Samsung Electronics Co. Ltd. (KRX:005930) reported its second straight decline in quarterly profit, due to stagnating sales of its high-end smartphone business, constantly declining ASP (Average Selling Price) of Smartphones and reduced prices for Galaxy S devices and components. The world’s biggest smartphone maker reported a decline in operating profit to US$8 billion for the three months ending March 2014, in a statement released by the company on Tuesday. Operating Profits from the same quarter in last year were US$8.26 billion. Details of divisional earnings with audited results are due to be revealed later this month.
The company reported that revenue from sales reached US$50 billion in the first quarter of 2014. According to median estimates of six analysts surveyed by Bloomberg news, sales of mobile devices have contributed US$33 billion as revenues. At the company’s mobile unit, which generates two-thirds of the revenue, the profit has declined from US$6.7 billion in the third quarter of 2013 to an estimated US$5.9 billion. It must also be noted that the first quarter is typically a weak period for growth. Samsung’s newest flagship phone the Galaxy S5, which goes on sale globally on April 11, will be key for the company to calm investor fears and prove it still has the capacity to innovate and develop new products.
Significance Of Galaxy S5 Declining Compared To Its Predecessors
The release of Galaxy S5 signals a major shift for Samsung, by dropping emphasis on innovative hardware, and promoting other features such as fitness aids and design. The cost of the S5 has been priced at 20% higher than the Galaxy S4 at the time of launch, but criticism is mounting that it lacks the necessary eye-catching features. Declining profits are symbolic of a saturating high-end smartphone market, due lack of groundbreaking innovation and similarly priced products. The S5 is also projected to do not much to boost Samsung‘s bottom line due to fewer shipments in the crucial early period. Following that sales are expected to even taper off gradually. While the Galaxy S4 remains the fastest selling Android phone, launching its two striped down variants caused a $12 billion loss in market value to Samsung. In Q4 2013 the company reported a net loss of 18% and also lost its top spot in mobile Ad impressions. Its chief rival, Apple Inc.(NASDAQ:AAPL) is reportedly developing a large screen variant of the iPhone,to compete with the Galaxy Note series. This is a major disruption to the large screen phone market, which Samsung traditionally dominates.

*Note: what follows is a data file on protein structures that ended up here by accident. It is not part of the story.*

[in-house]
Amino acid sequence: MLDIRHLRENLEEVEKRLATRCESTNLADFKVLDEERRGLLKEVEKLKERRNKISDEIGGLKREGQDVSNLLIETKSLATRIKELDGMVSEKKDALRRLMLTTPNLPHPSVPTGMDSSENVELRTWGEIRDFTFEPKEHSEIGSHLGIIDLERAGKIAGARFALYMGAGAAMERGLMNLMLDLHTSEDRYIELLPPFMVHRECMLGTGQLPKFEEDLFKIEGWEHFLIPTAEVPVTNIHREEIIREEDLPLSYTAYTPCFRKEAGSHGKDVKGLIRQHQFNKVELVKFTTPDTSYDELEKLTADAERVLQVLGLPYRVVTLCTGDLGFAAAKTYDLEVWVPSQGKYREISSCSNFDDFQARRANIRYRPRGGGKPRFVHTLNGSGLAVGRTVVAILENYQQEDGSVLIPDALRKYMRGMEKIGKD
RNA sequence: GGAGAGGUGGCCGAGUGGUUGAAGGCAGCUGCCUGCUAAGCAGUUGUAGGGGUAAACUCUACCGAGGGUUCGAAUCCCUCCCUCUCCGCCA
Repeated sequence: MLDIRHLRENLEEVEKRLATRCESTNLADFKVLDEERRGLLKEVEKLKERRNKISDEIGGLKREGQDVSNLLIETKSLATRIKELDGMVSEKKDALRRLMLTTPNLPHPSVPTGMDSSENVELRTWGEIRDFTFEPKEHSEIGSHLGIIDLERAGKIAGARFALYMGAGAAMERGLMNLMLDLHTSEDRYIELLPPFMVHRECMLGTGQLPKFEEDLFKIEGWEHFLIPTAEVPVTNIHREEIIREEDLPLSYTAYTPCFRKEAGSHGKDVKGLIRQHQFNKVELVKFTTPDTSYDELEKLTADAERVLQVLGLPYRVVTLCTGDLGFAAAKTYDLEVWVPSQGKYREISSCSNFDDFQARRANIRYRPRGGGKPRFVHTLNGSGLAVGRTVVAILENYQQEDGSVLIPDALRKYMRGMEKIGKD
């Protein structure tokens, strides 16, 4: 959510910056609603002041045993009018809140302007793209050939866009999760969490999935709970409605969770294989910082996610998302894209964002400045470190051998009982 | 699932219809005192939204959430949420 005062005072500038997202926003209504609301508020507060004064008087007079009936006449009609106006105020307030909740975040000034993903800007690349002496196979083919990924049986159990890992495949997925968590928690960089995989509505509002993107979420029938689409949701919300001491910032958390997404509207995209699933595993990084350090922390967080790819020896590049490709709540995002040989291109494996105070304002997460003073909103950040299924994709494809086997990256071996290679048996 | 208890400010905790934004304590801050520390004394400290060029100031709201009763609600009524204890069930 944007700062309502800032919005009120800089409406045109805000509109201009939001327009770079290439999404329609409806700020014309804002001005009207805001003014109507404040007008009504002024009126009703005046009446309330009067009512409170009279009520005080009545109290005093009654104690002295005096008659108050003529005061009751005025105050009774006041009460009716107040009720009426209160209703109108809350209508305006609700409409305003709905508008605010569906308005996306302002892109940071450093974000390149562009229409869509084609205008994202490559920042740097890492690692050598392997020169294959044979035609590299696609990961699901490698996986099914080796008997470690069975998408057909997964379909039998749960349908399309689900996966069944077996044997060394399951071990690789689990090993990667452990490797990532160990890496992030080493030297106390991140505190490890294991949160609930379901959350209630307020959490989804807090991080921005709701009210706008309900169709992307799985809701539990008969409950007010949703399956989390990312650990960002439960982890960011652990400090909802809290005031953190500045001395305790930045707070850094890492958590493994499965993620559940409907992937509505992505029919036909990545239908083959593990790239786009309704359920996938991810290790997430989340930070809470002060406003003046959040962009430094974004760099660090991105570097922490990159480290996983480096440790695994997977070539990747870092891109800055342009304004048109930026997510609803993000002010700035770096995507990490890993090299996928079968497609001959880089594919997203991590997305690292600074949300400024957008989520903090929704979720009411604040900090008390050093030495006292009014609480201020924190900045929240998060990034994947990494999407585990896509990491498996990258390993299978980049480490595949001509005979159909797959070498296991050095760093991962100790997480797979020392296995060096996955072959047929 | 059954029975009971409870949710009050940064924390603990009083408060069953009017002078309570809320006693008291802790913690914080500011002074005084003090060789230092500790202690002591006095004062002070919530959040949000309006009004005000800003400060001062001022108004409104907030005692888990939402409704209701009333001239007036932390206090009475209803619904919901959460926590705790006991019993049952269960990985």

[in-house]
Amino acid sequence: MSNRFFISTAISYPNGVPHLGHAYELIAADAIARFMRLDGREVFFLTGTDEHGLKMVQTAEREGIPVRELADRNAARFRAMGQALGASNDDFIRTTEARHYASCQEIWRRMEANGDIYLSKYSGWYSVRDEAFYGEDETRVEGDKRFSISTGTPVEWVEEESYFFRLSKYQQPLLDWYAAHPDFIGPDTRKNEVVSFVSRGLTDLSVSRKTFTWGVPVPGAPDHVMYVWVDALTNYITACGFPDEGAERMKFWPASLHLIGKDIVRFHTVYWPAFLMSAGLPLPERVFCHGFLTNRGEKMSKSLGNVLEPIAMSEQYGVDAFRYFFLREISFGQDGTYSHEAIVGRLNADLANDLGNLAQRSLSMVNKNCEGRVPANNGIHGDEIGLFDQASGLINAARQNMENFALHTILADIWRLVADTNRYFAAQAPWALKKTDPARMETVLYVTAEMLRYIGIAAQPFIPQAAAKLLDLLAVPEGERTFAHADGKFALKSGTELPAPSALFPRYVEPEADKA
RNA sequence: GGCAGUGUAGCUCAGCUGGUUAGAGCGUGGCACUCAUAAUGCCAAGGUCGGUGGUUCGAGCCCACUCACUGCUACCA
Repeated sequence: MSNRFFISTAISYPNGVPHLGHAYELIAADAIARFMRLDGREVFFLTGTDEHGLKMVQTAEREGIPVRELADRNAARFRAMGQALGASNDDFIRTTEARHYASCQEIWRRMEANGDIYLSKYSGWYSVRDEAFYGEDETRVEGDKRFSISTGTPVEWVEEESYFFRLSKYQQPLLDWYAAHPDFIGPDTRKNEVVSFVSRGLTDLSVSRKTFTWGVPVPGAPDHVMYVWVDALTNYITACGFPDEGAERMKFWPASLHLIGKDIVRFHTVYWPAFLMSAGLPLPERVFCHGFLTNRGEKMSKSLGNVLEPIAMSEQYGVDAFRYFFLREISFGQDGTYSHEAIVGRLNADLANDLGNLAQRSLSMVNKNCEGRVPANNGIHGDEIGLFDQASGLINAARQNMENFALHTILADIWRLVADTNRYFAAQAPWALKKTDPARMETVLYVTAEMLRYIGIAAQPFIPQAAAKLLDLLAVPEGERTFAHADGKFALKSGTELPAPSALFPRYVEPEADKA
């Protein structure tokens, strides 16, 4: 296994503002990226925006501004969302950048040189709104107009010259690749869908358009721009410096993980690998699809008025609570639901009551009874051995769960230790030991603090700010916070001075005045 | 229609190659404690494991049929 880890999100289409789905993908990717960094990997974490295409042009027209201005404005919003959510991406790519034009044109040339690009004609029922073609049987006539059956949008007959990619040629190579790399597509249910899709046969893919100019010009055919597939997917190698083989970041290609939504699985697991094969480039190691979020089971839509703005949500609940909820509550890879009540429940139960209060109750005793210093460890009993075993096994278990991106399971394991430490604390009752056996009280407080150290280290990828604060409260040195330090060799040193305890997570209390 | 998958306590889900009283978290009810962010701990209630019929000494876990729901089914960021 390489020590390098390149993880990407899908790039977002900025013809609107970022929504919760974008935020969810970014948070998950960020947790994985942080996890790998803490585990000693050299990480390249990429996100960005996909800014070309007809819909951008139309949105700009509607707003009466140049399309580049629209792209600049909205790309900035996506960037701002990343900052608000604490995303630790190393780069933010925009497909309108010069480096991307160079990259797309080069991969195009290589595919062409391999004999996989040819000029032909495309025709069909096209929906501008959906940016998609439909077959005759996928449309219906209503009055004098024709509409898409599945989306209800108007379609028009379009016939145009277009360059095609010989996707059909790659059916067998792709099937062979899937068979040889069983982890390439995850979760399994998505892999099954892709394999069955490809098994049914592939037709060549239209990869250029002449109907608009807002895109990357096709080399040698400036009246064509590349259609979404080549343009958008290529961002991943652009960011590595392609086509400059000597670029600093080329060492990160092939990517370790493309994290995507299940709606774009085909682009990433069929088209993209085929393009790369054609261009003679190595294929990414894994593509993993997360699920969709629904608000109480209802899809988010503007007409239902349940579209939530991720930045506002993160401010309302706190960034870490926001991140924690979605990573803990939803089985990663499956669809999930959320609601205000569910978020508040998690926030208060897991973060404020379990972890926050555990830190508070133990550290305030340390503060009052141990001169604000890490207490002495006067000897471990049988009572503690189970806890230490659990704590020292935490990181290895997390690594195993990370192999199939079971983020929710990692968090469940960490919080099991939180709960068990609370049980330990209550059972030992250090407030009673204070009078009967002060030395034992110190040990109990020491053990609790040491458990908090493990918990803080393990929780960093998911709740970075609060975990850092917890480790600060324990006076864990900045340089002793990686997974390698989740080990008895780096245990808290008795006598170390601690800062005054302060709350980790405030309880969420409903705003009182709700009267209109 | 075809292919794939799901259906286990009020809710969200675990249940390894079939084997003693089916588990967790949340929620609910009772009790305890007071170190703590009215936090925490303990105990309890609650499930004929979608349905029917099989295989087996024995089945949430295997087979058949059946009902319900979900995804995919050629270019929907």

New competition in China and India
The main challenge for the Korean giant will be to maintain earnings growth, while the prices of smartphones continue to slide. The average price of a Samsung smartphone price will likely drop to US$275, a decline of 9% from 2013, according to Bloomberg. Sales of smartphones are slowing down in North America, Europe and South Korea while consumers in emerging markets are more likely to buy less expensive handsets. In China, Samsung has the largest market share of smartphones, and is facing increased competition from Xiaomi and Lenovo Group Limited (ADR) (OTCMKTS:LNVGY). In 2014, Chinese vendors will enter emerging markets and increase their investment, posing a bigger threat to Samsung’s low-end device domination.
Samsung has a 38% market share in the Indian smartphone market and is facing challenges in the low-end category from Micromax and Karbonn. Sony has in the meanwhile, quietly built up its brand in India and grabbed second place in value share behind Samsung. The upcoming Obi, from Apple’s former CEO, and Gionee smartphones are only going to make the competition more tough for Samsung. With all these local brands expected to ship more devices in coming years, the market share of Samsung devices will continue to decline.
Adapting To A Changing Global Scenario
The declining profits are likely to put pressure on profit margins which come from other Samsung products, including Memory chips and display panels. An estimated US$13 billion was spent last year on advertising and promotions for its portfolio of products. In response to its business challenges, cost cuts are likely, meaning a reduction in endorsements and marketing campaigning.
The company will be looking to sharpen its focus on cheaper mid-range models and increasing its portfolio of devices. The Samsung management has proven to be rather conservative, by allowing no big acquisitions for the most part. A majority of analysts believe that Samsung’s earning has bottomed out in the first quarter period, with handsets sales expected to improve for the current quarter as the Galaxy S5 rolls out worldwide. Expectations are also high that the bottom line will receive a boost from the memory chip business and television sales ahead of the 2014 FIFA World Cup.
Samsung was able to pick the low hanging fruit of the smartphone market through its aggressive campaigning, big screen phones and basic entry-level devices. With profits declining and new competition on the rise, the company will need to adapt in a changing global scenario.